Posts Tagged cameo brooch
Diving in the shallow waters off of the African coast, one could at one time find a wealth of colorful tropical fish like the Picasso Trigger fish or Cypraecassis rufa. But that last name will probably not stick out to unless you put it into a more familiar context.
It is also better known as a bull mouth helmet or a Carnelian (sometimes written cornelian) Shell. Besides being sought after for its natural beauty, this shell has become a favorite for the carving of cameo brooches, pendants and earrings. The latin name might not make it sound as elegant as the end results, but Italian artisans have been carving them into beautiful objects since about the early 1800′s.
Curious but true – this hard substance is actually a snail shell! Found off the southern African coast, this sea snail is common in Mozambique, the shores of Kenya and Madagascar. Not only is the strong and durable shell noted for its presence in cameo jewelry art, but for this very reason (high resistance) this group of shells are also well represented in the fossil records. Described as having a conspicuous, solid, thick, heavy shell, up to 17 cm, once can find it has a dorsally reddish color with broad spiral bands bearing rounded nodules. Thick outer lip in light orange and accents of orange with white ridges.
These shells are not only attractive to the jewellery market for their striking colors and durability but also because they naturally lend themselves to the art of cameos. A cameo nearly always features a relief image with a contrasting color negative image. The composition of this shell with the various layers makes it ideal for using the art of intaglio to carve out images of beautiful women, Greek and Roman gods as well as rulers and kings.
Actually it wasn’t until the 18th century that cameos were made of shells – normally the Renaissance cameos came from hardstone, mussel or cowry shells – however they all provided that distinctive dark background to the white or whitish relief image. Then with world exploration – and unfortunately exploitation, cassis tuberosa from the West Indies became the raw material of choice when making cameos.
There is a downside to the over harvesting of shells – and actually any type of exotic fish from these natural beautiful waters. After years of emptying the African coast of this elegant and important creature, places like Kuruwitu are only just beginning to re-establish a balance in their oceans. Beautiful Helmet Shells like this one have been removed from the coastal waters in their hundreds of thousands to sell to tourists. It’s role as an important predator of sea urchins made it a fundamental element to the survival of the eco-system.
Since these creatures feed on sea urchins their removal from their natural habitat in mass quantities resulted that sea urchins proliferate uncontrollably killing off coral reefs and destroying the natrual environment. Which explains why areas like Kurumai have worked hard to protect their shore lines. We encourage you to read about the work being done to save the environment off of Kenya. We also encourage you to buy your cameo from a reputable vendor who will document that the shell has been harvested according to all international regulations.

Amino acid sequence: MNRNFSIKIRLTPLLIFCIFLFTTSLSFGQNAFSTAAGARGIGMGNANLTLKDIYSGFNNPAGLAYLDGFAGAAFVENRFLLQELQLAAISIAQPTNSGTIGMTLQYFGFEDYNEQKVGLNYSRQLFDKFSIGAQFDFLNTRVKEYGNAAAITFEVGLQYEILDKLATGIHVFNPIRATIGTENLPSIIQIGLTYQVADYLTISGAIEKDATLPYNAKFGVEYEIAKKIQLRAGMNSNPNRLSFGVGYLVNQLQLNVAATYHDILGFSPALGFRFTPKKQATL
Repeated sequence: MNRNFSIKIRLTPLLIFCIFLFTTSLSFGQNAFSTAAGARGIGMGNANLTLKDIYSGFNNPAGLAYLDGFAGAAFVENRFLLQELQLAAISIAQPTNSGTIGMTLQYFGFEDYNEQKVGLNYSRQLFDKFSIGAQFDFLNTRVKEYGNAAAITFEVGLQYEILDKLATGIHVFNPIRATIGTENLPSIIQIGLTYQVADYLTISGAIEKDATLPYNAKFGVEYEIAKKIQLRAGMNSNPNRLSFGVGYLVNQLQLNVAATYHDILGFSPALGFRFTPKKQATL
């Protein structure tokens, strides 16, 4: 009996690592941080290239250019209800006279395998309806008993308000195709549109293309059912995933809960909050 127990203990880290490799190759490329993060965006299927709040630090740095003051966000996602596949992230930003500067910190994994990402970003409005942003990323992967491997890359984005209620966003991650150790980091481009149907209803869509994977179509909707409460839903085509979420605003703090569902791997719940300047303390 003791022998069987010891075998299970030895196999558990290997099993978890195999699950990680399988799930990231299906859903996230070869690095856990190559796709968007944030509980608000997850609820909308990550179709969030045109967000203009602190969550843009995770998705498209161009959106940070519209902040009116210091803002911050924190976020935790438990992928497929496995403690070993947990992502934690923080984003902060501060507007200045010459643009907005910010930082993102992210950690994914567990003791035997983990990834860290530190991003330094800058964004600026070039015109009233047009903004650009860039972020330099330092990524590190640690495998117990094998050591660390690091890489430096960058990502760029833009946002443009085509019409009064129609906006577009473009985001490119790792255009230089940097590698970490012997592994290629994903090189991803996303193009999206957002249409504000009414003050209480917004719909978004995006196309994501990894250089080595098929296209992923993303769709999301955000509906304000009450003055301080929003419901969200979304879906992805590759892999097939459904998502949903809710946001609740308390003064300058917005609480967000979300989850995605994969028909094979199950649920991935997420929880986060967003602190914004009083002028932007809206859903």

The technique of hand carving cameos is an artform that goes back hundreds of years. These beauties were once used for a number of purposes from recording history and heroes to displaying ones social and/or cultural status. Today, Naples, Italy specializes in this workmanship, carving countless cameos that are sent all around the world.
Carved from several types of material in an array of colors, most pieces can be worn as a necklace or brooch, making for a well-rounded piece of jewelry. In my opinon, there is something particularly special about cameos. Not only do they carry an everchanging story throughout the world’s history but they have versitilty in wear and style. I myself have one that I usually style as a vintage piece of jewelry but it can just as easily be worn as the traditional, elegant piece it is.
Typically, cameos are carved from a few different types of shell:
Carnelian Shell – This is the most commonly used shell usually light peach or orange in color and also my personal favorite
Sardoynx Shell – Resembling marble, this shell has a thicker outter layer and a dark brown interior
Mother of Pearl – Once carved this material creates a blue, gray translucent color
Agate – Slightly different from the rest, agate is a stone found in various types of rock that’s generally blue or green
Just take a look for youself! You can literally find just about anything carved into these works of art now a days, from The David to your pet cat, Whiskers.